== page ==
So when Anna Watkins and I were put together in the boat three years ago, we had been part of the team for five years, but had never actually rowed together. We had been in different boats the whole time, and then they put us together. We already had a lot of respect for each other. And it just felt right from the very first moment.
Medlock: Can you put your finger on exactly what felt so right?
Grainger: Well, you have to realize that the boat almost tells you what it needs and you have to be in tune with how it speaks to you. So I guess we were all on the same wavelength because we just flew away! Anna sits behind me, giving the instructions, and she said a couple of things that I was thinking anyway. And when I responded she said “that’s what I was going to say!” So it was like: Wow! It was so good and so easy, and we couldn’t help but imagine how good it could be if we could spend three years working at it. But the chemistry doesn’t count unless you’re also fast. You’ll only be allowed to team up if you’re good against the clock. So a couple of days later we did some race work, and we were fast in every single race. At that point we knew we’d be partners.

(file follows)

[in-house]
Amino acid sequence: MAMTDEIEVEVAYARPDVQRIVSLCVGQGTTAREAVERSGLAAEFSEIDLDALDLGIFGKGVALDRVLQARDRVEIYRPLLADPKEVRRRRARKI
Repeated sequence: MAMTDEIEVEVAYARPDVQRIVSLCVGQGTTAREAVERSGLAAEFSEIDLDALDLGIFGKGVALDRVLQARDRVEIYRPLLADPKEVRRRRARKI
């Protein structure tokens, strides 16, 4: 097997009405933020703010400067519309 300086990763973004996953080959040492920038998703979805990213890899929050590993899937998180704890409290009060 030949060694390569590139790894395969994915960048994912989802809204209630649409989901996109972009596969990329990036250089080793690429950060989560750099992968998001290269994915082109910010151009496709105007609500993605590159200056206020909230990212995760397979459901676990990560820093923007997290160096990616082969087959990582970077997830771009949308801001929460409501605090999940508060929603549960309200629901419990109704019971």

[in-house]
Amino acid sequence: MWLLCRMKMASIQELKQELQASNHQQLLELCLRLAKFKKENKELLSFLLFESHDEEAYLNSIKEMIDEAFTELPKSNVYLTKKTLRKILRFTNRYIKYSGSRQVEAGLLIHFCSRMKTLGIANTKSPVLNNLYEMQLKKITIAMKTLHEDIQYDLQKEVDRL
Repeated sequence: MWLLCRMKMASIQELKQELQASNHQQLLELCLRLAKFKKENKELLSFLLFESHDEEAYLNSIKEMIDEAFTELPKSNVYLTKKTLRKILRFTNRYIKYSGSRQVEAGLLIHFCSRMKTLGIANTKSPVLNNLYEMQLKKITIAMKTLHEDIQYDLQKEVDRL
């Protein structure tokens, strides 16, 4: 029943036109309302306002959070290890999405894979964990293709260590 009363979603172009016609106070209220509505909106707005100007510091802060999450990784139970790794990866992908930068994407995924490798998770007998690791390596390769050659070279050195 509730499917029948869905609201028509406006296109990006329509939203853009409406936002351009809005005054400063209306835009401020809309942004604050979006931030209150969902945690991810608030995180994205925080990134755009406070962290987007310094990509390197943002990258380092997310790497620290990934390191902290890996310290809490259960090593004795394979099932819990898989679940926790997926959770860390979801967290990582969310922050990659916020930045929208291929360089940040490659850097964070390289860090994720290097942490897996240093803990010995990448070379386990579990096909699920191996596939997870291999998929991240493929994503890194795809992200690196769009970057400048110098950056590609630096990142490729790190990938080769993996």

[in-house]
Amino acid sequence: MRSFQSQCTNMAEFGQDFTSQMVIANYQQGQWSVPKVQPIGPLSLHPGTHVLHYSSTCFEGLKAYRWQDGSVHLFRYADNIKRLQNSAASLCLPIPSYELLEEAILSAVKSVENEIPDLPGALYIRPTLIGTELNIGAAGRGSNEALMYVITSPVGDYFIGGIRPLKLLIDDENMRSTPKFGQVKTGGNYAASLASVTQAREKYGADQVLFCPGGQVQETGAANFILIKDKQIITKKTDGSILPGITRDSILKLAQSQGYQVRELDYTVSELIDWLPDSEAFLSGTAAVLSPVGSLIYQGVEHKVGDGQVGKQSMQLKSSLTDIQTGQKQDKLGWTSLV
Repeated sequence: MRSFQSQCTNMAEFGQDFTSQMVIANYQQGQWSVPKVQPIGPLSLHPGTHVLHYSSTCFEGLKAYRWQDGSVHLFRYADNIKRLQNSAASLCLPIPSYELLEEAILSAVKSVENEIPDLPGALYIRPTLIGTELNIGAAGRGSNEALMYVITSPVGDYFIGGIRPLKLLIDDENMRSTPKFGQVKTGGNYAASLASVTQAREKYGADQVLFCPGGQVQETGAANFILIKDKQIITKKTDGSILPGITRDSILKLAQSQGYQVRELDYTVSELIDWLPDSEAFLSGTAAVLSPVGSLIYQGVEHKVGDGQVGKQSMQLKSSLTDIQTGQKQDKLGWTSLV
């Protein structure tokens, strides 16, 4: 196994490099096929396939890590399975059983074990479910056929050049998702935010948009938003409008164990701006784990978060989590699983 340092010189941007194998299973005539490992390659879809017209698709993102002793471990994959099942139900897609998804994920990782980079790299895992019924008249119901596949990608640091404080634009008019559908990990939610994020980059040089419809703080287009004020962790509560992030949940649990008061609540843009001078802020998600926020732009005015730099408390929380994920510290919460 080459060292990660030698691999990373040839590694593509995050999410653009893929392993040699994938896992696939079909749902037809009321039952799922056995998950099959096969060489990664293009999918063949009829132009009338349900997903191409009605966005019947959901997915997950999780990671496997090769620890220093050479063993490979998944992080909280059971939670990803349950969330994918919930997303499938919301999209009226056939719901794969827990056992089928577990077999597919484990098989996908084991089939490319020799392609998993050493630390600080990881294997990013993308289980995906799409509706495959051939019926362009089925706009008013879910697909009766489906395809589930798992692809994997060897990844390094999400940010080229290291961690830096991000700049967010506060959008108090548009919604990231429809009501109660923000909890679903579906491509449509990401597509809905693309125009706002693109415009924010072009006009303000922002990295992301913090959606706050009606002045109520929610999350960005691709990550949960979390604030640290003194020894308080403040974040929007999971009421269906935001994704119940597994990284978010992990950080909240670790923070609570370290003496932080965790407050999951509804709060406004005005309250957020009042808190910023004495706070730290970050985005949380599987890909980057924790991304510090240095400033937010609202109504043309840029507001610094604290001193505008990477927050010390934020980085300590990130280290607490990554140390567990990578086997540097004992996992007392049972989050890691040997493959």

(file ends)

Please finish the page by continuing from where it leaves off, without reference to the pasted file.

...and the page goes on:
“Peace, contentment, and happiness rarely foster great creativity.”
– Ben Medlock
Medlock: I think part of the reason why my partner Jon and I have been successful is because the two of us often see things from quite different perspectives. This can lead to some pretty heated debates, but I think it’s ultimately healthy for the business because it keeps us on our toes and actually sharpens both of our thinking. It’s the classic Lennon-McCartney thing. Once the Beatles split up, that creative tension wasn’t quite there any more. The reality is that peace, contentment, and happiness rarely foster great creativity!